As we near the end of a surreal year of turmoil and disruption, it may be a little harder for Americans to give thanks this year (other than for a temporary cessation of political advertising). But of course God’s people have been commanded to give thanks for thousands of years, whether Noah’s family after the Deluge, the Israelites freed from the bondage who arrive in the promised land, or for John Newton when he penned Amazing Grace.
The American holiday for Thanksgiving Day dates to Lincoln’s proclamation of 1863 and became a paid holiday for government workers in 1885. Canada’s own version of the holiday (in October) dates to 1879.
For Anglicans, the holiday went unmentioned in the 1892 Book of Common Prayer. It is given Eucharistic collects and propers in the 1928, 1979 and 2019 prayer books; later editions show some reuse of lessons, but each prayer book committee drafted its own collect. Only the 1928 BCP includes an annual substitute for the Venite normally said during Morning Prayer:
O PRAISE the LORD, for it is a good thing to sing praises unto our God; * yea, a joyful and pleasant thing it is to be thankful.
The LORD doth build up Jerusalem, * and gather together the outcasts of Israel.
He healeth those that are broken in heart, * and giveth medicine to heal their sickness.
O sing unto the LORD with thanksgiving; * sing praises upon the harp unto our God:
Who covereth the heaven with clouds, and prepareth rain for the earth; * and maketh the grass to grow upon the mountains, and herb for the use of men;
Who giveth fodder unto the cattle, * and feedeth the young ravens that call upon him.
Praise the LORD, O Jerusalem; * praise thy God, O Sion.
For he hath made fast the bars of thy gates, * and hath blessed thy children within thee.
He maketh peace in thy borders, * and filleth thee with the flour of wheat.
Glory be to the Father, and to the Son, * and to the Holy Ghost;
As it was in the beginning, is now, and ever shall be, * world without end. Amen.
The text is set to four chants (684-687) at the back of The Hymnal (1940); however, most congregations would find it easier to instead use the familiar Venite plainchant, 612.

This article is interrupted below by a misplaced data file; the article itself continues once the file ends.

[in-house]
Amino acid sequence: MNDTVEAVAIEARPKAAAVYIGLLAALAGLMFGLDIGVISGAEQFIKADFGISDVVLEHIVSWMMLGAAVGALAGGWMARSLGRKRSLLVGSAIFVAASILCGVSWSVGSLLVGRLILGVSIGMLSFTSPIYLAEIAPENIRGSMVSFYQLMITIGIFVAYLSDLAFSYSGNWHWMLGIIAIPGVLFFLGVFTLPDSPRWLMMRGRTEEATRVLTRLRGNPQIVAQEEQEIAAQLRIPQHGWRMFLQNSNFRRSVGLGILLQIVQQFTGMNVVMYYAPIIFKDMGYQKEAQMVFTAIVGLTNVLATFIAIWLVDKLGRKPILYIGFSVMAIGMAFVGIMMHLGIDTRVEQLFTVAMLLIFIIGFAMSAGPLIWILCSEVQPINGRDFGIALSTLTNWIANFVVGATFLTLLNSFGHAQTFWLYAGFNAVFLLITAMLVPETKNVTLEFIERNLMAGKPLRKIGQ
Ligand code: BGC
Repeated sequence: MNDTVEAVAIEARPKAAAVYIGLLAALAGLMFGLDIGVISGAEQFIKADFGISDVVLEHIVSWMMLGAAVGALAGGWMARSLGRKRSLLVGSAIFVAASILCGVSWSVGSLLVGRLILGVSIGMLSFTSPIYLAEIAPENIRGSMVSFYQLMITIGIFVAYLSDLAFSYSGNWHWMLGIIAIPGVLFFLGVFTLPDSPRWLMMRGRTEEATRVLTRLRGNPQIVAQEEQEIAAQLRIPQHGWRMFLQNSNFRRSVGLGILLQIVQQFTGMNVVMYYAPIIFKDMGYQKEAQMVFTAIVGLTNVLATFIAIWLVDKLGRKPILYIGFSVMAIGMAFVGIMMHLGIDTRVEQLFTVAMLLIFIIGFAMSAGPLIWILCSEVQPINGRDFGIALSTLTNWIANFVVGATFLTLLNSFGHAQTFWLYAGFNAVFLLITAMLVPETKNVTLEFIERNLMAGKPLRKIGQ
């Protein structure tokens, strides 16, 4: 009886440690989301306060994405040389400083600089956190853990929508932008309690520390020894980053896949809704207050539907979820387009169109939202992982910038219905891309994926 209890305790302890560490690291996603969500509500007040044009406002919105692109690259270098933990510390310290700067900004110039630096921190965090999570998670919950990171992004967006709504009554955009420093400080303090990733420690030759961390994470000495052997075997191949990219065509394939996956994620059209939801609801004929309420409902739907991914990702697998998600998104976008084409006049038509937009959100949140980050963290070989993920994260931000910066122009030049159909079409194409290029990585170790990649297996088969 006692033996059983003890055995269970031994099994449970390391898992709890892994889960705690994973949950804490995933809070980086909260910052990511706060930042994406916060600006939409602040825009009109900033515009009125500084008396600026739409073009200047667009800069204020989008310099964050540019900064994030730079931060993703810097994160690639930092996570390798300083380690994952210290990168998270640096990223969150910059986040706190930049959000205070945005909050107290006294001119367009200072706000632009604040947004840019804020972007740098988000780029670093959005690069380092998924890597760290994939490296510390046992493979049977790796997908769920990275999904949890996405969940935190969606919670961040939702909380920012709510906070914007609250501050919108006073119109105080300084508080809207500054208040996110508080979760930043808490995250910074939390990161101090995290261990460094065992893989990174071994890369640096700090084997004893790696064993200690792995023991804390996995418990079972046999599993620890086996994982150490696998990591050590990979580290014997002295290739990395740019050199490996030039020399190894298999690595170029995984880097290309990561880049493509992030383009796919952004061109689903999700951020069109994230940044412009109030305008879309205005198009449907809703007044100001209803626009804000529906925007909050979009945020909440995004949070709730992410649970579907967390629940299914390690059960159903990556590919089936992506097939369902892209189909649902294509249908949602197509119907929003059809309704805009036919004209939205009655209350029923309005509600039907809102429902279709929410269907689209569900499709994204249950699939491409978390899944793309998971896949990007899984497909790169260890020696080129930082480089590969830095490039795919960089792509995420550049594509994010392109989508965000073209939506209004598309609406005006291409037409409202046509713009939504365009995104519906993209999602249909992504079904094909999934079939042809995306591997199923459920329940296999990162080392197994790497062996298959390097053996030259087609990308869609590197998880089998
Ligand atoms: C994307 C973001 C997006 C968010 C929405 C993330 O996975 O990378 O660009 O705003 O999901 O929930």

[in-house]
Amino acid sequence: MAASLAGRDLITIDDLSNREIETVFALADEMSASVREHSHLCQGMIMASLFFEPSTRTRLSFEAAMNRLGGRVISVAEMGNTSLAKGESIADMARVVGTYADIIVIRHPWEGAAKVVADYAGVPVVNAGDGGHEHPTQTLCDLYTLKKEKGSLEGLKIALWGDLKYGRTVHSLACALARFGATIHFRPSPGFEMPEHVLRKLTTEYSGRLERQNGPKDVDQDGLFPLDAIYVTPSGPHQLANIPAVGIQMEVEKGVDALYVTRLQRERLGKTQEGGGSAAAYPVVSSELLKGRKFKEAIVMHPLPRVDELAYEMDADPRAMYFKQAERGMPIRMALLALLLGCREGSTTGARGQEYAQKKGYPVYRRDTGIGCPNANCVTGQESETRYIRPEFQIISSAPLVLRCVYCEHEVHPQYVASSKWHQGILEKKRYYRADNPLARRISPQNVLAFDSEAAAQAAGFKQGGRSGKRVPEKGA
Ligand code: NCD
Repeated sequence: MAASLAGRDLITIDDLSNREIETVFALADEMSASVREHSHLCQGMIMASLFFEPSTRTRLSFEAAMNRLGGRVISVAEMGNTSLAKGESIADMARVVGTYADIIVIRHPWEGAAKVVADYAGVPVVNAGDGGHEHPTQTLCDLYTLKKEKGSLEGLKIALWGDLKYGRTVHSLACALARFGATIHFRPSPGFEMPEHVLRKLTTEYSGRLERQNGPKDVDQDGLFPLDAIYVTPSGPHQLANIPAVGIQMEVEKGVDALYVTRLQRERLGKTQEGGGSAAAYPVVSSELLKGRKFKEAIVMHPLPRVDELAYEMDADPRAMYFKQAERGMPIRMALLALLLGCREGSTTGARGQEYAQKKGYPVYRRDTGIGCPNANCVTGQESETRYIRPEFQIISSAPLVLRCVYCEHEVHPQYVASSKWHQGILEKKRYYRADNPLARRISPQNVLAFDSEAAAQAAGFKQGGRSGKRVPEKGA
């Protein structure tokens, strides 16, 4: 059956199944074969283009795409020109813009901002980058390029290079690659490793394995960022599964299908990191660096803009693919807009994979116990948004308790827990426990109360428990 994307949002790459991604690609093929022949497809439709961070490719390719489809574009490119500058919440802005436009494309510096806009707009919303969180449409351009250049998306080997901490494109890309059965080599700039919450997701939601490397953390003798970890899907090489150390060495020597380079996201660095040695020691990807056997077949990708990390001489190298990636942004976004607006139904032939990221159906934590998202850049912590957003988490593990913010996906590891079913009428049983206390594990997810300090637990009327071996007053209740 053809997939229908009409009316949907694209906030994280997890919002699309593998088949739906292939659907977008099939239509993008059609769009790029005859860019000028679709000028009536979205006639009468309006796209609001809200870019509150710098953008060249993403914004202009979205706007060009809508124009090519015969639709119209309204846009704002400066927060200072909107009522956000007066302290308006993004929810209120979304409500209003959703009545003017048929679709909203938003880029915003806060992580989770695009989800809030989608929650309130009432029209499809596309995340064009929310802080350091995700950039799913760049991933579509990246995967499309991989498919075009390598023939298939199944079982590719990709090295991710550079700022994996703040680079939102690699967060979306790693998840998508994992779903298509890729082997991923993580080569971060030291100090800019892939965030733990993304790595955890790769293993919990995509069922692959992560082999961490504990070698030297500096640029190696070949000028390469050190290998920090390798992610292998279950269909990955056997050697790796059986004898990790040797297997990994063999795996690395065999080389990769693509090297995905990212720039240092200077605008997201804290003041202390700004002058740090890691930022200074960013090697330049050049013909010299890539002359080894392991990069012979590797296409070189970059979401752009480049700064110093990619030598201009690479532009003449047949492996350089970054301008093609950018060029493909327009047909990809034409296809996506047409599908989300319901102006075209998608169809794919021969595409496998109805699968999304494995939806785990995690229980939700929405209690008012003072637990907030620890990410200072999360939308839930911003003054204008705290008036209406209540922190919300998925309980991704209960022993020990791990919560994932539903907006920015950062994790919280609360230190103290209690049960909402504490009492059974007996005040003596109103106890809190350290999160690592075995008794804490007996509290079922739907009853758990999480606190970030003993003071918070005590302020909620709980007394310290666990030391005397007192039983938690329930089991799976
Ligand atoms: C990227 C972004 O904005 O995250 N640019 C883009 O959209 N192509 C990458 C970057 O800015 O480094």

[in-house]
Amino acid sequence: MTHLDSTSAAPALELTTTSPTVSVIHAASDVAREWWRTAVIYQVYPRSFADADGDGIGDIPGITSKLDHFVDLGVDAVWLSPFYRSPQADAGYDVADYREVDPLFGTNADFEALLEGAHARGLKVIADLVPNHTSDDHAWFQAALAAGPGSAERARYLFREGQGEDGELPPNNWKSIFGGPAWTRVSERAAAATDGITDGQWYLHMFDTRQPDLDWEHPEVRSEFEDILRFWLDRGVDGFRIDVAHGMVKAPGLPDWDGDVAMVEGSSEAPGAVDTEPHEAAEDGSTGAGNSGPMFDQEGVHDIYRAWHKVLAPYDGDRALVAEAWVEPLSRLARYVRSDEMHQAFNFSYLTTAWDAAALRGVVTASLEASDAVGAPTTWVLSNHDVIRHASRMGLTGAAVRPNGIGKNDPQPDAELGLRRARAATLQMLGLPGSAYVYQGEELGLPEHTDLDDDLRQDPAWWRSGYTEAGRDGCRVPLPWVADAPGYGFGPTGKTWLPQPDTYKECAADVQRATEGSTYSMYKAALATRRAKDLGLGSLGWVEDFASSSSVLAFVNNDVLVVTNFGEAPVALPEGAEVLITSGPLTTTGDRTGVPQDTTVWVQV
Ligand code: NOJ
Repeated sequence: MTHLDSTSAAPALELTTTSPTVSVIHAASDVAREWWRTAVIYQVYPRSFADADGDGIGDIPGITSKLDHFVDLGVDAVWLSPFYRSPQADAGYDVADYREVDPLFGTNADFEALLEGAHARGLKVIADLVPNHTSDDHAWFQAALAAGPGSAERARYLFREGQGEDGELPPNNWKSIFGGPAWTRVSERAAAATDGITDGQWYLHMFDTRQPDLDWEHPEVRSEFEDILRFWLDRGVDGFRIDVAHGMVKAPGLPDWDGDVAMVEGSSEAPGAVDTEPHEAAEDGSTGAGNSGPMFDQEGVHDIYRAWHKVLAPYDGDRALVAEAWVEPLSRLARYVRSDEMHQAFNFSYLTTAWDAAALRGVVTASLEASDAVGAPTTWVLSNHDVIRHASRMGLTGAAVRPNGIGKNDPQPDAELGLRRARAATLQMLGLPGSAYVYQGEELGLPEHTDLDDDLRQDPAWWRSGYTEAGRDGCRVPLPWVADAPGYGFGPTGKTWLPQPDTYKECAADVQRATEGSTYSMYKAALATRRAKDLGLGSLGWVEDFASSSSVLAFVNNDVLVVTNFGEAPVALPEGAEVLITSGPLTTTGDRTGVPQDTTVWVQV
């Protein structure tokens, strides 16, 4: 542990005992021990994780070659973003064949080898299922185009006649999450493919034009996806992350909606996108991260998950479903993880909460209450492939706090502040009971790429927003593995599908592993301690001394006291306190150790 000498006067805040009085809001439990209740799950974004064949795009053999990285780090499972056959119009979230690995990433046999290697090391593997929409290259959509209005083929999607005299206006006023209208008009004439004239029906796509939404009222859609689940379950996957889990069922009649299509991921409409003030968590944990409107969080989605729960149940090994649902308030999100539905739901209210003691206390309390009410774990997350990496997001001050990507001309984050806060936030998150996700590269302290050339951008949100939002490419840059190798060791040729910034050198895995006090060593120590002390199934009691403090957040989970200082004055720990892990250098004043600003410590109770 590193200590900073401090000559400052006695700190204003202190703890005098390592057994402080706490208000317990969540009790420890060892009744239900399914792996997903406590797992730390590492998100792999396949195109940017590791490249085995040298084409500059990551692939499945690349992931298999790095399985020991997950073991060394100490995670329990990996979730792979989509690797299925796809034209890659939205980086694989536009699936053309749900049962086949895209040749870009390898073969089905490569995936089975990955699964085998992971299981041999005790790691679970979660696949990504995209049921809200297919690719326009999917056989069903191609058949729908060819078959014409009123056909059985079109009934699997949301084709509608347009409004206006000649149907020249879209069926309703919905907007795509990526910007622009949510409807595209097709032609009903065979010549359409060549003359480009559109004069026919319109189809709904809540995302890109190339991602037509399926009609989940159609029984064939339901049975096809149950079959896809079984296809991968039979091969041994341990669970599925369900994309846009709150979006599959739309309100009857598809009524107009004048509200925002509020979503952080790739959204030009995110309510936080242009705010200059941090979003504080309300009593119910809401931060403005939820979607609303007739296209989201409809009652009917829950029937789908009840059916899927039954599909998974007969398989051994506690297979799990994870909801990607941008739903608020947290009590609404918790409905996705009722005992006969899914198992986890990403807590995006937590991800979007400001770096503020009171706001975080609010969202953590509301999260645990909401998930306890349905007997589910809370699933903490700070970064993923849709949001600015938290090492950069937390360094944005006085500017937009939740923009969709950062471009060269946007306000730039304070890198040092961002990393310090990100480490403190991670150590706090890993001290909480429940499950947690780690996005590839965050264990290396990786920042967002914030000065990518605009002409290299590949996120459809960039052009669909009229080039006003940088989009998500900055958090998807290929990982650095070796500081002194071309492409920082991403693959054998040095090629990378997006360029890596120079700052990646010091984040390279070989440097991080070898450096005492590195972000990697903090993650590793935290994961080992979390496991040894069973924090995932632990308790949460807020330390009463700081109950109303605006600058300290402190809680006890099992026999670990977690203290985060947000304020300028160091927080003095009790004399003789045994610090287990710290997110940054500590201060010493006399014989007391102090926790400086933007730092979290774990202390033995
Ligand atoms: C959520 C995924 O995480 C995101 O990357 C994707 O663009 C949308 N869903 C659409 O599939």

Of course, many churches will not hold a sung service on Thanksgiving Day; for these, any November singing of thanks would be found on the Sunday beforehand.
Hymns for the Harvest Season
There are eight “Thanksgiving” hymns found in all three of the hymnals being used today in American Anglican churches: Hymnal 1940, Hymnal 1982, or the recent Magnify the Lord. The latter has the most comprehensive list of “Hymns of Thanksgiving,” with 11 hymns (199-209). Of these eight hymns, five are found in the previous 1916 Episcopal hymnal, and three in the 1896 hymnal.
To disentangle these, it is helpful to go back to the common antecedent of today’s hymnals: The English Hymnal (1906), England’s most influential hymnal of the 20th century. With Percy Dearmer as text editor and Ralph Vaughan Williams as music editor, it both consolidated 50 years of Victorian Anglican hymnody and created an enduring compilation that remained in use for 80 years.
TEH has five of these eight hymns, in two separate sections of the hymnal: “Times and Seasons: Harvest” and “Special Occasions: Thanksgiving.” Overall, three of the eight hymns fit the “harvest” theme, all in TEH.
Come, ye thankful people, come. The only harvest hymn in all six hymnals, written in 1844 for the English harvest festival. It begins:
Come, ye thankful people, come,
Raise the song of harvest home;
All is safely gathered in,
Ere the winter storms begin.
God our Maker doth provide
For our wants to be supplied;
Come to God’s own temple, come,
Raise the song of harvest home.
It has only been found with tune St. George’s Windsor since publication in the original 1861 Hymns Ancient & Modern. Like most Victorian tunes, the melody and harmony by George Elvey eminently singable, while the text makes allusions to Mark 4 and Matthew 13.
We plow the fields and scatter. An 1861 free translation of a 1782 German text by Matthias Claudius, paired since 1800 with the tune Claudius. If anything, this is more of a harvest hymn and less of a thanksgiving hymn than the remaining seven hymns:
We plow the fields and scatter
The good seed on the land,
But it is fed and watered
By God’s almighty hand.
God sends the snow in winter,
The warmth to swell the grain,
The breezes and the sunshine,
And soft refreshing rain.